Avoid disaster for your year-end backup data

Have you ever noticed that insurance seems to operate on the Murphy’s Law principle? If you have it, you never need it, but as soon as the insurance is gone a catastrophe strikes. That is pretty much how backing up data often works.
Of course, you know better and you have your important data safely backed up. Right? Well, even if that’s the case, it may not be enough. What you do with that backup data, and where you store it, is almost as critical as backing up the data in the first place.

For starters, you have to have the data backed up in the first place. There are a variety of tools available for the task, including NovaBackup, Acronis True Image, and others. However, if you are using a Windows PC, you already have tools at your disposal that are suitable for most common backup functions.

Related Story: 7 Backup Strategies for Your Data, Multimedia, and System Files

Click Start and type “backup” in the search bar to go straight to the Windows Backup utility. The utility lets you create a bootable System Repair disc that you can use to start and troubleshoot Windows when problems arise. You can also create a System Image that duplicates the drives and data necessary to run Windows.

For our purposes, though, you just need to set up a scheduled backup. Just select the drive you want to back the data up to, the files or folders you want backed up, and the time and day when the backup should run.

You can do full backups that copy literally every file, but those often take forever and capture gigabytes of files you don’t really need. You should focus your backups on unique data that can’t be replaced like original documents, financial information, e-mail communications, etc.

It is best that you backup your data to a different physical drive than the one where the original data is stored. Otherwise, a catastrophe that kills the original data will almost certainly wipe out the backup data as well. For that same reason, the backup data should be stored on an external drive or system–like a portable USB drive.

OK. So, now your data is being backed up on a regular basis to an external USB drive. You can sleep soundly, knowing that your data is protected and you have nothing to worry about, right? Wrong.
Remember–a fire that melts your PC and primary data into a molten puddle of plastic and metal will have a similar effect on that portable USB hard drive sitting next to it. You need to take additional steps–like storing the external USB drive in another room. For better protection, you can use a fireproof storage box.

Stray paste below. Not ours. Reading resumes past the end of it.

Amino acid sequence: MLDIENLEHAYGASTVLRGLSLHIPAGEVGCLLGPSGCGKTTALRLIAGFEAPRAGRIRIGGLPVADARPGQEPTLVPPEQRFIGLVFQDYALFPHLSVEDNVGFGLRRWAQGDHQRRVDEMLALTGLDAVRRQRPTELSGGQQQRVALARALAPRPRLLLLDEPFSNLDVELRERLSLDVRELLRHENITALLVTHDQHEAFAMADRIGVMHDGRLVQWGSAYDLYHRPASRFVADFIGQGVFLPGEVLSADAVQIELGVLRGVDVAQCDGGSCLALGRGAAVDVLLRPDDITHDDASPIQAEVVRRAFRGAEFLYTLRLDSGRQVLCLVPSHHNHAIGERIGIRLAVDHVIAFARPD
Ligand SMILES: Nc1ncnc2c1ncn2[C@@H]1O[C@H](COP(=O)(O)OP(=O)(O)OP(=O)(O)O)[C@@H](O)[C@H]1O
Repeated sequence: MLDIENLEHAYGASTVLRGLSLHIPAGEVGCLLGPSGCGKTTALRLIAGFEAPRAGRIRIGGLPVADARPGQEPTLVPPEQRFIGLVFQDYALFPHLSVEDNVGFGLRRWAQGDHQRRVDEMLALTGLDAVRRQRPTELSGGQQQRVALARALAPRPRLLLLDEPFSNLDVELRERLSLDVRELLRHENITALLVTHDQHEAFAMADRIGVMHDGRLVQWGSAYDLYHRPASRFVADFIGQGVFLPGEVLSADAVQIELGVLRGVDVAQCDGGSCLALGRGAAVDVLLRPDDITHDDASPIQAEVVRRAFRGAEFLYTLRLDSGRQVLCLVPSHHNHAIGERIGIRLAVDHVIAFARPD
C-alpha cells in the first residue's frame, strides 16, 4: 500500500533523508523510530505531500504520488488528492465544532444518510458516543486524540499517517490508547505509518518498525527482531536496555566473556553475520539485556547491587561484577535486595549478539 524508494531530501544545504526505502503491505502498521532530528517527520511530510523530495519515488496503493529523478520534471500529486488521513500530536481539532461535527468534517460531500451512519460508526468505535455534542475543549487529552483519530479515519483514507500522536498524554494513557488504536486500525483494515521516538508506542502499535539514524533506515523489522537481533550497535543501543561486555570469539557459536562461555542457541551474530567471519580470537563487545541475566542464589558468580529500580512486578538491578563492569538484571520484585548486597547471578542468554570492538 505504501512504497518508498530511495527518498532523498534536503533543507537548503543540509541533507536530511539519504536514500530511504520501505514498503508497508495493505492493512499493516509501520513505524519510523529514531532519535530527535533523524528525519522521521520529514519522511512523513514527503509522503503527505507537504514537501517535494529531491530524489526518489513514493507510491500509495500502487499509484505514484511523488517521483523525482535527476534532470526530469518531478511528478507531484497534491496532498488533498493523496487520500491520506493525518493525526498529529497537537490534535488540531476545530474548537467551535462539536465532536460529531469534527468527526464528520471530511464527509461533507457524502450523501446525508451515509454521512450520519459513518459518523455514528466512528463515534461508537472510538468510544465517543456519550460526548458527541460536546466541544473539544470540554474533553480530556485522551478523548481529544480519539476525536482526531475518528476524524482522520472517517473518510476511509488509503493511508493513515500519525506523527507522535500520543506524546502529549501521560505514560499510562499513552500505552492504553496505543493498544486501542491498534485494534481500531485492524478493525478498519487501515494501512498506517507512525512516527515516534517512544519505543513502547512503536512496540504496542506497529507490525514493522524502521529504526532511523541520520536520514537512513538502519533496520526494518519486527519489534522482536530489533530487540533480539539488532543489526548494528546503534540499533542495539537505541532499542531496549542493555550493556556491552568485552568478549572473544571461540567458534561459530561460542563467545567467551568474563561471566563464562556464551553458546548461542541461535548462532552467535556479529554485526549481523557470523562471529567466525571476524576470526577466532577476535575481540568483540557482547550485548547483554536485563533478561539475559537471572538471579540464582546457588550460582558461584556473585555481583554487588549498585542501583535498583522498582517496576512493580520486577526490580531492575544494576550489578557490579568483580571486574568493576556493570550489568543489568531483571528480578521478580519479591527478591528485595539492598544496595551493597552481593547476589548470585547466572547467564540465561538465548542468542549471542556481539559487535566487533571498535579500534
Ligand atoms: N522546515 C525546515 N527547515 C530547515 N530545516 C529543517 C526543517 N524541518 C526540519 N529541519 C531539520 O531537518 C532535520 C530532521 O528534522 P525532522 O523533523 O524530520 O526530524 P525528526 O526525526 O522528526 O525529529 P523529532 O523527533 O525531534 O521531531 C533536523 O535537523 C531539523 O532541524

While it provides additional protection, physically moving the backup data after each backup is not very convenient, and any solution that requires manual intervention like that is almost bound to fail at some point. Instead, you can use a disaster proof drive like those offered by ioSafe.

The ioSafe drives are capable of withstanding fire temperatures as high as 1550 degrees Fahrenheit, and can also survive being submerged in up to 10 feet of flood water as long as three days. Suffice it to say, if a disaster strikes that destroys your data on the ioSafe drive, you probably have even bigger issues to worry about.

Of course, an alternative solution which is rapidly gaining mainstream acceptance is cloud storage. Neither a fire, nor a flood at your office will have any effect whatsoever on your data stored safely at a remote data center hundreds of miles away. Services like Carbonite or Mozy offer solid backup solutions with simple tools to help you automate data backups to the cloud.

Regardless of how you choose to protect your data, and where you choose to store it, it is crucial that you back up your data on a frequent and regular basis. It is also critical that you make sure your backup data will survive whatever disaster it is that destroys the original data, and that the backup data is accessible so you can restore it when necessary.

Murphy’s Law is watching you. Don’t get caught without insuring your data.


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Jim Love, Chief Content Officer, IT World Canada

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